Hey Kelly, I was just reading your post on rest, and you mentioned the importance of protein intake. I hear so many different things on this topic. I tried doing Body For Life not too long ago, and I did notice a difference in my arms and legs, but I felt like I was eating so much protein. How much is truly necessary when trying to add lean muscle mass, and what are the best sources? I’ll eat meat, but I find myself eating less and less these days. I love yogurt and cottage cheese. Do I really need to be drinking whey protein shakes right after a workout and eat some type of casein protein before I go to bed? Are 6 smaller meals really better than 3 big meals? Ugh, totally confused. I would love some input whenever you get a chance. Thanks so much! Sincerely, Heather
Protein’s function is to rebuild your muscles. When you work out, you tear your muscles, and protein swoops in to repair them stronger than when you started.
Every person needs a certain amount of protein a day. Just like calories, if you eat more protein than you need, you store it as fat.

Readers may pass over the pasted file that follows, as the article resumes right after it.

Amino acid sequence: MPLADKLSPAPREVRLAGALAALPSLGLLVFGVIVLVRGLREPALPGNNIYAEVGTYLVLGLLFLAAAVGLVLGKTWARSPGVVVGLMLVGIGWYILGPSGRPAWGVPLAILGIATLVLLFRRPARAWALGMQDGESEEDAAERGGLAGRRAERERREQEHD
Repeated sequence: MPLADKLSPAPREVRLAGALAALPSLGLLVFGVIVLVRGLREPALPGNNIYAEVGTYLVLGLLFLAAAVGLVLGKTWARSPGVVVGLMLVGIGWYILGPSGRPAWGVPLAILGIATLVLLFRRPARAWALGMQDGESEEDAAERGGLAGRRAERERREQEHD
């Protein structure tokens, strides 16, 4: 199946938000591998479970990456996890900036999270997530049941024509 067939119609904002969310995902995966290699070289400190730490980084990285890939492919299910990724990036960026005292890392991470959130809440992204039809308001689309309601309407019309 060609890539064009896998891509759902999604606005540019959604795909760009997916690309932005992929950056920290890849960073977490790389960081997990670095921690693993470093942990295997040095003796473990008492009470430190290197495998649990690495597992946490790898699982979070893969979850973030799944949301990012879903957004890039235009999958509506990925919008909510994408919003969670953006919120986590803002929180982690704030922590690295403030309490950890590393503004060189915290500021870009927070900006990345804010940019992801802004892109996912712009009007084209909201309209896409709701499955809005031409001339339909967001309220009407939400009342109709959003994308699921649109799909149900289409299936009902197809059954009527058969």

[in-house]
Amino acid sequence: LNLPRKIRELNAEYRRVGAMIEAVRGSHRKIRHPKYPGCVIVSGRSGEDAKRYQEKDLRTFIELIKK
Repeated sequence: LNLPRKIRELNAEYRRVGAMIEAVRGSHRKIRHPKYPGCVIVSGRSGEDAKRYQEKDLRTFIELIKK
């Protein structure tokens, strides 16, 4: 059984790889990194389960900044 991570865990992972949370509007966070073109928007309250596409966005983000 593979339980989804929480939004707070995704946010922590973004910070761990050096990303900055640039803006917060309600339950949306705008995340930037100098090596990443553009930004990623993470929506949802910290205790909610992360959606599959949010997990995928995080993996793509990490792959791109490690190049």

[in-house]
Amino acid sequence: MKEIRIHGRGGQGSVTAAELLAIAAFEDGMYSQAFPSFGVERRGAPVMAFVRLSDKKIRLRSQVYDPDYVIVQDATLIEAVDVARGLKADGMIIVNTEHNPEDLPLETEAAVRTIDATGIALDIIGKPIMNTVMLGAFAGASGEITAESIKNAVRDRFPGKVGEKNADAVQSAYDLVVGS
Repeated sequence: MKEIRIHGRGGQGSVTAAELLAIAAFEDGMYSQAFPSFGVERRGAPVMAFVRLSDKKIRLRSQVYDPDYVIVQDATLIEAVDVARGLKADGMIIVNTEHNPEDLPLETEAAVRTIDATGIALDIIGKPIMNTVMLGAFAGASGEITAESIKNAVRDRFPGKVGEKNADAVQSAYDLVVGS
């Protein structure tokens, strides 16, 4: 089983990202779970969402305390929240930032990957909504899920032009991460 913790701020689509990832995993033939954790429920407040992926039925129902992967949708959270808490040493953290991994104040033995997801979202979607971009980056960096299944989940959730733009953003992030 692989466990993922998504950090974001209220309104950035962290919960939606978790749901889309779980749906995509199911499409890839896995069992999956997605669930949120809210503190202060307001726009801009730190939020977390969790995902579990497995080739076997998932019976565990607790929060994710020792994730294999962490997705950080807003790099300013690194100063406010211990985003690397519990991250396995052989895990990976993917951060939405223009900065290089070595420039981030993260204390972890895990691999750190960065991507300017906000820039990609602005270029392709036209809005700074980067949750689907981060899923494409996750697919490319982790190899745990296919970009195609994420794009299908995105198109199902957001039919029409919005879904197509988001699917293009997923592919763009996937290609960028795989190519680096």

To figure out how much protein you need in a day; plug your stats into this equation:
Weight in pounds/2.2 x .8= protein needed per day in grams.
Its as simple as that. No more, no less.
To put it simply- it doesn’t matter when you eat it. A lot of people think you have to eat it right after a workout to repair your muscles, but it will do that whenever you eat it. Calcium repairs bone, but you don’t eat calcium right after you break a bone, do you? You should eat calcium everyday to make sure when you need it, its there. Protein is the same way.
As far as where you get your protein, its up to you. But, when you get your protein from natural sources, such as meat and dairy, you also consume a whole host of other vitamins, and minerals- its like killing two birds with one stone. Most people get more protein than they need in a day anyway, so most of the time, protein powders and bars are unnecessary. When you get your protein from meat, however, you are also consuming saturated fat, so watch your portions. In terms of health concerns, too high saturated fat intake is more of an issue that not enough protein- so pay attention.
The world got on a protein kick after science discovered it repairs tissue. Scientists touting findings that eating protein would make you stronger physically, as well as mentally (by repairing brain tissue), caused people to start pumping themselves full of protein. This caused a saturated fat (ie. heart disease and high cholesterol) epidemic, which then brought us to the obesity epidemic we have today. Unfortunately, people are still stuck with this idea that the more protein the better- but that’s old, out dated science.